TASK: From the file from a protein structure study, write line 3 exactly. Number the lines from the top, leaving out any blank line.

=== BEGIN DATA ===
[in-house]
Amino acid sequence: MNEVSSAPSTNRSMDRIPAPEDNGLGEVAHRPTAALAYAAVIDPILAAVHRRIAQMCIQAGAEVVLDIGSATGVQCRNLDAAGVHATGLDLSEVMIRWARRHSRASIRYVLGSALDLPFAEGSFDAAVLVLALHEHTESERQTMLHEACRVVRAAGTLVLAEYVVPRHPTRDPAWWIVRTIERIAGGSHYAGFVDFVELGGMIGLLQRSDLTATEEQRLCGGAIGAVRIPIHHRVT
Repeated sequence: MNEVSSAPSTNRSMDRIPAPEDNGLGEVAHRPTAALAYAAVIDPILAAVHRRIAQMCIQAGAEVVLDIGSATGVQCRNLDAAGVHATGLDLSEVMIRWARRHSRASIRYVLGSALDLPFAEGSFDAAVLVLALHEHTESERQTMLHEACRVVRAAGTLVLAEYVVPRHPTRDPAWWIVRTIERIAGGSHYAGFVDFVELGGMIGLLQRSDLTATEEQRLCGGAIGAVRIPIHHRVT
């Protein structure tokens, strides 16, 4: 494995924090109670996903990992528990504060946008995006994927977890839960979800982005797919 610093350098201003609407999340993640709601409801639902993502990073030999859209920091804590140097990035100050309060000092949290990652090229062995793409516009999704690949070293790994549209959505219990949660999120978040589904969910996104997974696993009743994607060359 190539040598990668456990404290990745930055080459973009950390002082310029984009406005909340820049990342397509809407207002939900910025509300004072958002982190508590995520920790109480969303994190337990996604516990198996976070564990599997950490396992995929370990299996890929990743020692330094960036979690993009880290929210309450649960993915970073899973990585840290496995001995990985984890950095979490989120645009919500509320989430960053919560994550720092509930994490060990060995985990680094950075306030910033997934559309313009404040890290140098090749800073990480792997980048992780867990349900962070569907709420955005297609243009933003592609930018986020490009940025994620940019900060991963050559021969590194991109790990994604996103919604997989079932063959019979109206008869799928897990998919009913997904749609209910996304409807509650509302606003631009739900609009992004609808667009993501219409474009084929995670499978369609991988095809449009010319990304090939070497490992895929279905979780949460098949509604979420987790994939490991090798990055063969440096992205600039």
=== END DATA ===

Repeated sequence: MNEVSSAPSTNRSMDRIPAPEDNGLGEVAHRPTAALAYAAVIDPILAAVHRRIAQMCIQAGAEVVLDIGSATGVQCRNLDAAGVHATGLDLSEVMIRWARRHSRASIRYVLGSALDLPFAEGSFDAAVLVLALHEHTESERQTMLHEACRVVRAAGTLVLAEYVVPRHPTRDPAWWIVRTIERIAGGSHYAGFVDFVELGGMIGLLQRSDLTATEEQRLCGGAIGAVRIPIHHRVT